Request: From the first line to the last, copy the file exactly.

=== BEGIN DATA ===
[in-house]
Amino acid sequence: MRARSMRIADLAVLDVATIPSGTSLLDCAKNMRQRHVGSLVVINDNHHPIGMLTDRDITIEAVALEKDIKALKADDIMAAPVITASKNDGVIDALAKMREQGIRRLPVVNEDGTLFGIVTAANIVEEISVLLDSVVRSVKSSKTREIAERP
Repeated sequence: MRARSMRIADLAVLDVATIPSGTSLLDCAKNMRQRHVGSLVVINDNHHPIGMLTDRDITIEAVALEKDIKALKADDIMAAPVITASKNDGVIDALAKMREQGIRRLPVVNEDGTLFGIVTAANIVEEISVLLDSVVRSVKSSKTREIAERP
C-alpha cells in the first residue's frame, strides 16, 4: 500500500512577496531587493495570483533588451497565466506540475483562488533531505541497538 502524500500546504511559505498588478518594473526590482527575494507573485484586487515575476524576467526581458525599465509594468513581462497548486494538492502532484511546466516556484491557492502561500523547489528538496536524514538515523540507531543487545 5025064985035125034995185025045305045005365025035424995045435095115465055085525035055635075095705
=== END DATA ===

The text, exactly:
[in-house]
Amino acid sequence: MRARSMRIADLAVLDVATIPSGTSLLDCAKNMRQRHVGSLVVINDNHHPIGMLTDRDITIEAVALEKDIKALKADDIMAAPVITASKNDGVIDALAKMREQGIRRLPVVNEDGTLFGIVTAANIVEEISVLLDSVVRSVKSSKTREIAERP
Repeated sequence: MRARSMRIADLAVLDVATIPSGTSLLDCAKNMRQRHVGSLVVINDNHHPIGMLTDRDITIEAVALEKDIKALKADDIMAAPVITASKNDGVIDALAKMREQGIRRLPVVNEDGTLFGIVTAANIVEEISVLLDSVVRSVKSSKTREIAERP
C-alpha cells in the first residue's frame, strides 16, 4: 500500500512577496531587493495570483533588451497565466506540475483562488533531505541497538 502524500500546504511559505498588478518594473526590482527575494507573485484586487515575476524576467526581458525599465509594468513581462497548486494538492502532484511546466516556484491557492502561500523547489528538496536524514538515523540507531543487545 5025064985035125034995185025045305045005365025035424995045435095115465055085525035055635075095705